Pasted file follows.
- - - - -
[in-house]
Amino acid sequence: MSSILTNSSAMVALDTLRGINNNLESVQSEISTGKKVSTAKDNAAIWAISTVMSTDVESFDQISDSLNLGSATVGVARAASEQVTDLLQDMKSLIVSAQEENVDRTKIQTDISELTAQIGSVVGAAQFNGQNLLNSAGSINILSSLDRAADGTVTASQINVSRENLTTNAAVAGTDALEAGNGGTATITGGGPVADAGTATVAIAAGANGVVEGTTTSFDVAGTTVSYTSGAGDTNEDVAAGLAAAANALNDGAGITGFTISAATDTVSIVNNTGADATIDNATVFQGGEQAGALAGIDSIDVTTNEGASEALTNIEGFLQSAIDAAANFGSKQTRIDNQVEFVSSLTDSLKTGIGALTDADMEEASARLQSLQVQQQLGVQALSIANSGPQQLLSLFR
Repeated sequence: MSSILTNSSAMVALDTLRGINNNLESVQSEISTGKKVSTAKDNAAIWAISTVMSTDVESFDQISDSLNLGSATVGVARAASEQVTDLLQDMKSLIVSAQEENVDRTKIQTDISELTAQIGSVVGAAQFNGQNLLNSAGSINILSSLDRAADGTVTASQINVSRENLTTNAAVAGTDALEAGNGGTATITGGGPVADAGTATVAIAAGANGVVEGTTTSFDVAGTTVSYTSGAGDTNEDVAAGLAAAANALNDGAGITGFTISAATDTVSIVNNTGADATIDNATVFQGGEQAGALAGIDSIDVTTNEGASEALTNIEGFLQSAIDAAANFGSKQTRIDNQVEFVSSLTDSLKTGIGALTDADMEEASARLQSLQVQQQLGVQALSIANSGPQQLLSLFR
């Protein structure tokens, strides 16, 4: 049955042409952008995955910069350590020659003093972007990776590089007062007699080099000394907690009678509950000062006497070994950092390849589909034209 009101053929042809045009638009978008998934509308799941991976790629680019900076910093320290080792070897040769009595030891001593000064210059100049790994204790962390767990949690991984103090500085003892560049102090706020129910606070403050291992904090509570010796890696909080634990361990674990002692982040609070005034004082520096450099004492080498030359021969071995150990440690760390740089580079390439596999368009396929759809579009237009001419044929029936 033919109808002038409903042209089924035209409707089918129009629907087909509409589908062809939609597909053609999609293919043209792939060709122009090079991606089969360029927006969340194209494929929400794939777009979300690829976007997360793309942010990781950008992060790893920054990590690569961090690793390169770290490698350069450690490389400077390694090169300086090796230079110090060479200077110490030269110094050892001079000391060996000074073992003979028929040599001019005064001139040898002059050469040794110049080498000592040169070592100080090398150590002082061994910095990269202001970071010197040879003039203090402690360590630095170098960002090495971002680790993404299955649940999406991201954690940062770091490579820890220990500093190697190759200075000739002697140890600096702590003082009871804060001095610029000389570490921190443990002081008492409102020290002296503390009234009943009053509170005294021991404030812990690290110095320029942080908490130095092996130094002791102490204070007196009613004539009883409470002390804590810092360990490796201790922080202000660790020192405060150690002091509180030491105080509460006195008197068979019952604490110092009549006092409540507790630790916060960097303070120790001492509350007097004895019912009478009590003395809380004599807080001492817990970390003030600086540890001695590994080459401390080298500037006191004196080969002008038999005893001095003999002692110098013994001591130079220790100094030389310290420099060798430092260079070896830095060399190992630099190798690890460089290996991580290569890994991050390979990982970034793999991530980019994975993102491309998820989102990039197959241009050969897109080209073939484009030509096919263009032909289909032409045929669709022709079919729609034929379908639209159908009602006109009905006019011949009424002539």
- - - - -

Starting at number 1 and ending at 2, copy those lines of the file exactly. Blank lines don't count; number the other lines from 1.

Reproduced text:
[in-house]
Amino acid sequence: MSSILTNSSAMVALDTLRGINNNLESVQSEISTGKKVSTAKDNAAIWAISTVMSTDVESFDQISDSLNLGSATVGVARAASEQVTDLLQDMKSLIVSAQEENVDRTKIQTDISELTAQIGSVVGAAQFNGQNLLNSAGSINILSSLDRAADGTVTASQINVSRENLTTNAAVAGTDALEAGNGGTATITGGGPVADAGTATVAIAAGANGVVEGTTTSFDVAGTTVSYTSGAGDTNEDVAAGLAAAANALNDGAGITGFTISAATDTVSIVNNTGADATIDNATVFQGGEQAGALAGIDSIDVTTNEGASEALTNIEGFLQSAIDAAANFGSKQTRIDNQVEFVSSLTDSLKTGIGALTDADMEEASARLQSLQVQQQLGVQALSIANSGPQQLLSLFR